Like "Atlas Shrugged" a century later, "The Brothers Karamazov" is not only a great novel that delves deep into the human psyche and the Russian soul, but it has been studied by political scholars. Dostoevsky came from an aristocratic family and served in the military, but gave up all that this promised him in the post-Napoleonic years to write full time.
The most telling section in "Brothers", in my view, is the conversation between Christ and the old priest during the Spanish Inquisition. This is very telling as it pertains to the "new" view of the Catholic church, a fallout of reformation, the Inquisition, and a re-thinking of Christianity. My feeling is that Islam would be well served and possibly saved if a modern Dostoevsky woulde emerge from its ranks.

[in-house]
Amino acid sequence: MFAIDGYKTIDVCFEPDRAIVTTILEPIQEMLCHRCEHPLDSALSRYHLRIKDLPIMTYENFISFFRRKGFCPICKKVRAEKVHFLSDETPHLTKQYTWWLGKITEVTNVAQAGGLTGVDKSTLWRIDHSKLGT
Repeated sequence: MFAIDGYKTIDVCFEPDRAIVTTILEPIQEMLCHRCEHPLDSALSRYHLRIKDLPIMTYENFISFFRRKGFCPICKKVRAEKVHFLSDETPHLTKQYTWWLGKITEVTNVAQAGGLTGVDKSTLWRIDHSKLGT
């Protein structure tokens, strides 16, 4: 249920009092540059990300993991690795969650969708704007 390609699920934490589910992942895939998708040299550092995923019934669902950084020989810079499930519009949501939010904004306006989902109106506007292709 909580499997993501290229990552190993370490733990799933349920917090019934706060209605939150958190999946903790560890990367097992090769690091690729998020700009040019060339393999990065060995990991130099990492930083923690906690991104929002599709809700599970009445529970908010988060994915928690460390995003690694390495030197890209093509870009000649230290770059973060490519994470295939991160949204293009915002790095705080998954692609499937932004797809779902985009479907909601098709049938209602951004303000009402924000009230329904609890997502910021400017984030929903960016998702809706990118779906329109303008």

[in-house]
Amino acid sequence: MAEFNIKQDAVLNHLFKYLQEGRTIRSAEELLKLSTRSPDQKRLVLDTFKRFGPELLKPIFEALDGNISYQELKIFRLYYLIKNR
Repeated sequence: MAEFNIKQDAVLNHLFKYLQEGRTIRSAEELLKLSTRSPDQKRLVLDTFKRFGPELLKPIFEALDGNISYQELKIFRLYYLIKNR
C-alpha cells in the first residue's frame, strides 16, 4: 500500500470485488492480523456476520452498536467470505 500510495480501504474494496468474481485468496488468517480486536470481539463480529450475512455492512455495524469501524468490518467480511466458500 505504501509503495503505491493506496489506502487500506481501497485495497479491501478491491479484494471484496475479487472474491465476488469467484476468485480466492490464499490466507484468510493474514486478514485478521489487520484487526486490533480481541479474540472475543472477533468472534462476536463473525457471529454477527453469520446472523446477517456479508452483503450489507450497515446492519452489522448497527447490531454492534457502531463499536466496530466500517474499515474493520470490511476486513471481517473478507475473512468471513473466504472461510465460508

When Christ forgives the evil old priest, a Satanic figure really, this is as true a view of real Christianity as any. The pomp and circumstance of Catholicism, the tortures and abuses, fade away in the blinding light of Christ's foregiveness and love. Bravo.
Causes Steven Travers Supports
Conservative, Christian, USC, American patriotism